“We are well ahead of schedule. … Maybe with a few exceptions, we’ll be thrilled the moment we open our doors, which is really nice.

The museum’s star attraction will also be moved in time for the opening.

Pollock’s 8-by-20-foot “mural” is in storage in New York City, having spent nearly two years at the Getty Center in Los Angeles, beginning in the summer of 2012. The piece was exhibited there in the spring of 2014. , before starting a tour that will take him to the Sioux City Art Center from June 10, 2014 to April 10, 2015, then to museums in Europe and the United States, including the Guggenheim in New York from October 3, 2020, as of August 30, 2021.

The Guggenheim stop was particularly fitting, since the museum is named after Solomon Guggenheim. His niece, art collector Peggy Guggenheim, commissioned Pollock to paint the masterpiece. He completed it in 1943 and Guggenheim donated it to UI in 1951.

It will have a place of honor at the Stanley Museum, where Lessing said one of Iowa’s largest freight elevators was specially built to transport the massive piece directly to its new home in the DeWolf Family Gallery on the second stage.

Another mural, created in response to Pollock’s work, will be the first piece visitors will see when entering the bright new lobby. Odili Donald Odita, an abstract painter and professor of painting at Temple University in Philadelphia, will come to Iowa City in April to create his mural as the inaugural piece on temporary display in the lobby.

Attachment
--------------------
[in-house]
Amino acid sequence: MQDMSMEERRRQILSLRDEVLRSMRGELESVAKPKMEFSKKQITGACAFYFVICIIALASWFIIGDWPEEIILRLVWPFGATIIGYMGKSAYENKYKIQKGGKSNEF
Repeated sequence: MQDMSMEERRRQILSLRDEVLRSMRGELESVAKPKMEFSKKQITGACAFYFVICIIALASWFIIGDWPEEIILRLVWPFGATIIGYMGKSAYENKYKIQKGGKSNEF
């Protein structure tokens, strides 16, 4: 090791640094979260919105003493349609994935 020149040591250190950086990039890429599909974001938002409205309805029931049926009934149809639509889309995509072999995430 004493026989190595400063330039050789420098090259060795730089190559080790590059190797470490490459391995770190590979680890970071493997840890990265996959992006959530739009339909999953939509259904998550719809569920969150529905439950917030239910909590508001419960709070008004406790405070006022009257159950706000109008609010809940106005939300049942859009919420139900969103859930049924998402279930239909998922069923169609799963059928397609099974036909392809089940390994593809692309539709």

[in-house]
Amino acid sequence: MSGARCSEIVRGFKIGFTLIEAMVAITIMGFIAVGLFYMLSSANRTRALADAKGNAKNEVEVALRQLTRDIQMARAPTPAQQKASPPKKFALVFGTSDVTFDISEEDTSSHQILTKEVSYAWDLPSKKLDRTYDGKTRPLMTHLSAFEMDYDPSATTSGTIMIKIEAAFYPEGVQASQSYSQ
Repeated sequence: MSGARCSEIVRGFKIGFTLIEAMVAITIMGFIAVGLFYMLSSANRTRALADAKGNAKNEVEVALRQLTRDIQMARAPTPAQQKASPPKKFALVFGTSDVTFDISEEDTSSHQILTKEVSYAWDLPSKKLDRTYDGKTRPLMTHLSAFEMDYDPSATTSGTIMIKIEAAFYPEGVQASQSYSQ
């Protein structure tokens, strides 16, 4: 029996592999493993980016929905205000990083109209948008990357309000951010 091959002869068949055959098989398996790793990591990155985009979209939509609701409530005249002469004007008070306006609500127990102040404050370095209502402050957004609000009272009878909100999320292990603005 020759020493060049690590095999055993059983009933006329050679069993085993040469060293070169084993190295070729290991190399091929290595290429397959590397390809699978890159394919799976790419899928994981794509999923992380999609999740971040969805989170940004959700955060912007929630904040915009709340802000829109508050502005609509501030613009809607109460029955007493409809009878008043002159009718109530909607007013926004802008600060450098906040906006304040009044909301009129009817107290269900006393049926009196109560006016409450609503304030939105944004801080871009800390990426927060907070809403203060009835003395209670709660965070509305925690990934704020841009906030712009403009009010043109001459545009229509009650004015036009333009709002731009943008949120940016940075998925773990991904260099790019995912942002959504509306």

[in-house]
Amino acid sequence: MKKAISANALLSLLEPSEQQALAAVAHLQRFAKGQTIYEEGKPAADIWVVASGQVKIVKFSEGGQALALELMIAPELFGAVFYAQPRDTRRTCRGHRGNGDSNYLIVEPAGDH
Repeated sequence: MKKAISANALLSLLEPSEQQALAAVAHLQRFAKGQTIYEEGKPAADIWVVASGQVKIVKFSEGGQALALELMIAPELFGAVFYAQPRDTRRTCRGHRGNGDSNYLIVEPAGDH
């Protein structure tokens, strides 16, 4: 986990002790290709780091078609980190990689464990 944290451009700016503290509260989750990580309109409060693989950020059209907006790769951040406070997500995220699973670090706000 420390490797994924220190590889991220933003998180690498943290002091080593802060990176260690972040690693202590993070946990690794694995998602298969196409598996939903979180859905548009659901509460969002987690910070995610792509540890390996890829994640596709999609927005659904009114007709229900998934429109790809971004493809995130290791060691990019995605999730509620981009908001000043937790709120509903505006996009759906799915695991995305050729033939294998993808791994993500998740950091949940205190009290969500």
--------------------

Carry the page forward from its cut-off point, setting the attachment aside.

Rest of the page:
It’s a space where Lessing said they wanted to exhibit art, but “we have a little challenge, because everything is glazed,” she said, “and that’s great. I like that it will be full of light. (But) it’s hard to show works from the collection, because the ultraviolet light breaks down the pigments, so we can’t really show a lot of works from our collection in the lobby .

“So what do we do? Well, we decided to commission temporary installations from artists in Iowa.

Odita’s parents were graduate students at UI in the 1970s, so he spent time in Iowa City as a child, Lessing said.

“He’s a wonderful artist,” she added. “His work is influenced by conceptual artists (and) African textiles from his Nigerian roots. … It’s a really wonderful thing to open with a response to ‘Mural.’ ”

She also looks forward to the lobby functioning as an auditorium for musical, theater and dance performances, which she hopes will take place in the galleries and “spill over our front yard, which is Gibson Square. Park”.

The museum building also contains three classrooms – a visual classroom, a visual laboratory and a seminar space. Flexible storage space will allow pieces to be easily retrieved for students, and all pieces in the collection will be cataloged in a searchable Iowa digital library.